“7. Fully implement the provisions contained in the new legislation on Development Cooperation, with particular focus on the relationship between for-profit and not-for-profit actors and promote the widest knowledge among companies of the Guidelines on Childhood and Adolescence, the Cooperation Guidelines on Gender Equality and the Empowerment of Women, Girls and Children (2020-2024) and the Guidelines on Disability and Social Inclusion in Cooperation Interventions” (p. 62)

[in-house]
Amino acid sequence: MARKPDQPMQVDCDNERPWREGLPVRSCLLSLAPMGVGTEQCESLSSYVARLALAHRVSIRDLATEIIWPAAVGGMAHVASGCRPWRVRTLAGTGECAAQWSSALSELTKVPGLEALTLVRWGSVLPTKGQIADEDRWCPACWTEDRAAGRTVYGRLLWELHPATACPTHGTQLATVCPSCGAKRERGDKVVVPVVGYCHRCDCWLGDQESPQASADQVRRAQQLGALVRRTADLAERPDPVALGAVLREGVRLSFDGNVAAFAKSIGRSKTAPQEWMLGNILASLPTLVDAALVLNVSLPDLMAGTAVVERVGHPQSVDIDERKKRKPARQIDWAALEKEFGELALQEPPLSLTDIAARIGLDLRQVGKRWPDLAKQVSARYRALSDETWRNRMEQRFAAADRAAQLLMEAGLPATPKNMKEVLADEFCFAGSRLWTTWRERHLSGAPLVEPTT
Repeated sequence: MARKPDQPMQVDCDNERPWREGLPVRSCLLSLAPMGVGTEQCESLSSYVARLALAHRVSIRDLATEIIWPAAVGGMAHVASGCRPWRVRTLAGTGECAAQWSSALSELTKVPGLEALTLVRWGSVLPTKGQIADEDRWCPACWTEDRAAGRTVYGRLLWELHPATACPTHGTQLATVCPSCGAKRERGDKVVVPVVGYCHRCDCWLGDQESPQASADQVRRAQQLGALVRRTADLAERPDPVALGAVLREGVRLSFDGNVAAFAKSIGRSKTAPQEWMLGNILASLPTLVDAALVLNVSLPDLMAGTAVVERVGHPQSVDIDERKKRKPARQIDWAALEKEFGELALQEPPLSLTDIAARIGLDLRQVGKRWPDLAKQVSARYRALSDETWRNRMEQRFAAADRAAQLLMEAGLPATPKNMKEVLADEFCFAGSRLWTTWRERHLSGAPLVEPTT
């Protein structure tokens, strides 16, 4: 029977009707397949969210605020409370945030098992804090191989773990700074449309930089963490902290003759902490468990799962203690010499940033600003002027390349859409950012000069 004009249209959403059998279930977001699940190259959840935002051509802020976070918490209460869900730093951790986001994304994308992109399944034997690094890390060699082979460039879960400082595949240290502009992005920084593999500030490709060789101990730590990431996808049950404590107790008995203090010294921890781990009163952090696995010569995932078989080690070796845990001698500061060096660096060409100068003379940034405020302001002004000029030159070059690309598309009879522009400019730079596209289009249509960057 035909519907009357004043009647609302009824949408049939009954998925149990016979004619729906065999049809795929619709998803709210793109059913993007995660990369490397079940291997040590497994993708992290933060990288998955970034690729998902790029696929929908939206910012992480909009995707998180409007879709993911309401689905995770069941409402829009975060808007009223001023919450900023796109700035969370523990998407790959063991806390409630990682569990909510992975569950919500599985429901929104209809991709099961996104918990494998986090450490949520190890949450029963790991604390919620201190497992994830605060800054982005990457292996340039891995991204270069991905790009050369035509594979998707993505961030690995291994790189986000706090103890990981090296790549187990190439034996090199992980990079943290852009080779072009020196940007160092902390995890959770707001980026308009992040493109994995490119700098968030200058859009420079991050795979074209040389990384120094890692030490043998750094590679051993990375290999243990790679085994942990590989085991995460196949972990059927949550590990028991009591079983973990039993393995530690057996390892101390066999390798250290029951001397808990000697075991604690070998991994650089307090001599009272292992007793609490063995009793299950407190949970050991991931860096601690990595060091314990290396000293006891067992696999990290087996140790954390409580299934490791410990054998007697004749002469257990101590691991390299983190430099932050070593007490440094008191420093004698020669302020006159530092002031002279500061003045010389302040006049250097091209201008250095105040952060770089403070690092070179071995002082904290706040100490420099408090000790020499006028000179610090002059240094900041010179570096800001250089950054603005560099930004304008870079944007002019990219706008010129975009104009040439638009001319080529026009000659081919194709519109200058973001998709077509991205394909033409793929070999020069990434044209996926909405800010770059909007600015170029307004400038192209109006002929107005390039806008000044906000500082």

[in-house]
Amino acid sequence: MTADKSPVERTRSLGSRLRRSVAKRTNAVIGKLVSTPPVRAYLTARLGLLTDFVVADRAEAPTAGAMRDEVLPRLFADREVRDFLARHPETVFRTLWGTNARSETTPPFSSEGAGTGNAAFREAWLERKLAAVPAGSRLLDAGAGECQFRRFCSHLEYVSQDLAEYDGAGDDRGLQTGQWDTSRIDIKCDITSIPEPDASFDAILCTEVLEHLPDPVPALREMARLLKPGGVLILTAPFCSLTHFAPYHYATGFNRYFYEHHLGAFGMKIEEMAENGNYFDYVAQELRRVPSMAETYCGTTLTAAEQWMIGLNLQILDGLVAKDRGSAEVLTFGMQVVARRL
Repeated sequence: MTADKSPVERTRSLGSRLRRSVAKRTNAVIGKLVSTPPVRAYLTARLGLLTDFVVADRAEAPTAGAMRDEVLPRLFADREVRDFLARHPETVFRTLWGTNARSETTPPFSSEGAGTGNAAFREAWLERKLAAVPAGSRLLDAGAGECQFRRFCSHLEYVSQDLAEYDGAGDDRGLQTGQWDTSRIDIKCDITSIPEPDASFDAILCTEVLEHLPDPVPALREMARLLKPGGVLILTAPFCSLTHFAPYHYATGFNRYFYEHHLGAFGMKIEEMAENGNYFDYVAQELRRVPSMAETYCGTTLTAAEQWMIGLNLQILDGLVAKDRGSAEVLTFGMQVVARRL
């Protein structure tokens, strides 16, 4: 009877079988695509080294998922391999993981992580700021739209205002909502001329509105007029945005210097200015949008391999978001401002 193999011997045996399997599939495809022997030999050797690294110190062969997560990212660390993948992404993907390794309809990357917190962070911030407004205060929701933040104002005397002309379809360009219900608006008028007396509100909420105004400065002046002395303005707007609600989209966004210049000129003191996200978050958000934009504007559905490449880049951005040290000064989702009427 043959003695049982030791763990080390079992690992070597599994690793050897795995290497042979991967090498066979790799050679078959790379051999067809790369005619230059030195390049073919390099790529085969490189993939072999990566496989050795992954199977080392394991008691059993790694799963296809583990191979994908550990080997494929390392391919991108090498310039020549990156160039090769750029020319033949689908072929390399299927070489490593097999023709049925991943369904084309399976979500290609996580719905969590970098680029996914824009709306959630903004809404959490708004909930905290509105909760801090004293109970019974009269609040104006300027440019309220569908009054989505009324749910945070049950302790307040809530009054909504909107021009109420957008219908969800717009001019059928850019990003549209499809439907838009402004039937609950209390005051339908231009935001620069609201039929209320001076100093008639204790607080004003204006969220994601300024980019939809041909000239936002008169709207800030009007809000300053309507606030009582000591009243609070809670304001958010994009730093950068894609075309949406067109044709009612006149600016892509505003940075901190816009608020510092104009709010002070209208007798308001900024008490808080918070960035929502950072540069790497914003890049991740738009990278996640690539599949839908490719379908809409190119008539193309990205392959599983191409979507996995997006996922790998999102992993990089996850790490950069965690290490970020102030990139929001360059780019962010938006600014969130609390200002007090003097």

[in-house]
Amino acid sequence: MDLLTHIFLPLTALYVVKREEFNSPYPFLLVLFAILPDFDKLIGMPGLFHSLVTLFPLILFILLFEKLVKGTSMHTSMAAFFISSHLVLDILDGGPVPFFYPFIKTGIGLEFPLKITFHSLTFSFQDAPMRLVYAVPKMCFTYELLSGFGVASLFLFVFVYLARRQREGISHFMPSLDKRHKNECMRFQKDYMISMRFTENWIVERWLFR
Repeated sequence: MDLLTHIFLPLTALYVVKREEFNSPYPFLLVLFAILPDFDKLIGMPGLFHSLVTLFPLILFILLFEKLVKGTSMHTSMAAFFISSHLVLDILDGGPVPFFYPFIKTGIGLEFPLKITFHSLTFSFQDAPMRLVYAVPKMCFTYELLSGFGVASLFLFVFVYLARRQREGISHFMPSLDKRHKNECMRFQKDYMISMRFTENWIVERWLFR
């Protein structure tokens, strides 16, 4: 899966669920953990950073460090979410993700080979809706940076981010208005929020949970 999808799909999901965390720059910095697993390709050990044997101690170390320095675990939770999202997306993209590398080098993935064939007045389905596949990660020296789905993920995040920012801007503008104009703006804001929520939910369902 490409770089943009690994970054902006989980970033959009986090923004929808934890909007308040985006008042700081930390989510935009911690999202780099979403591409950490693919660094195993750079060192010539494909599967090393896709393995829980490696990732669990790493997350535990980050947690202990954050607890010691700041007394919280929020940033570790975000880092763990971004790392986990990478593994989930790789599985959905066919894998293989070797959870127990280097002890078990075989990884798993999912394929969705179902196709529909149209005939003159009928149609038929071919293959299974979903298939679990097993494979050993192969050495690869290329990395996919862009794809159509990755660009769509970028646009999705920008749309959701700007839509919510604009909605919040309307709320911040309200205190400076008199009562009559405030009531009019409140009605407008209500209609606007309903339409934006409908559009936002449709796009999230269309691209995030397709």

“21. Reaffirm as a priority the elimination of all forms of exploitation of child labour in Italy and with reference to the economic activities of Italian companies abroad, as provided for by the relevant ILO Conventions; to this end, encourage the dissemination among companies of initiatives aimed at increasing attention on impacts of business activities on children’s rights and on the need for the inclusion of adequate remedies and mitigation measures as per the risk of violation of such rights. The inclusion of children’s rights in business practices includes: the provision of “family friendly policies” designed to support workers in their role as parents/caregivers (smart working, paid parental leave, social protection and adequate wages for all); the introduction of measures to monitor the presence of minors in the workplace; the adoption of Child Safeguarding Policies/Codes of Conduct to foresee, report and take charge of potential risk situations for minors who come into contact with the company; the provision of security guarantees for digital environment (data protection, access to age-appropriate content, privacy protection).” (p. 64)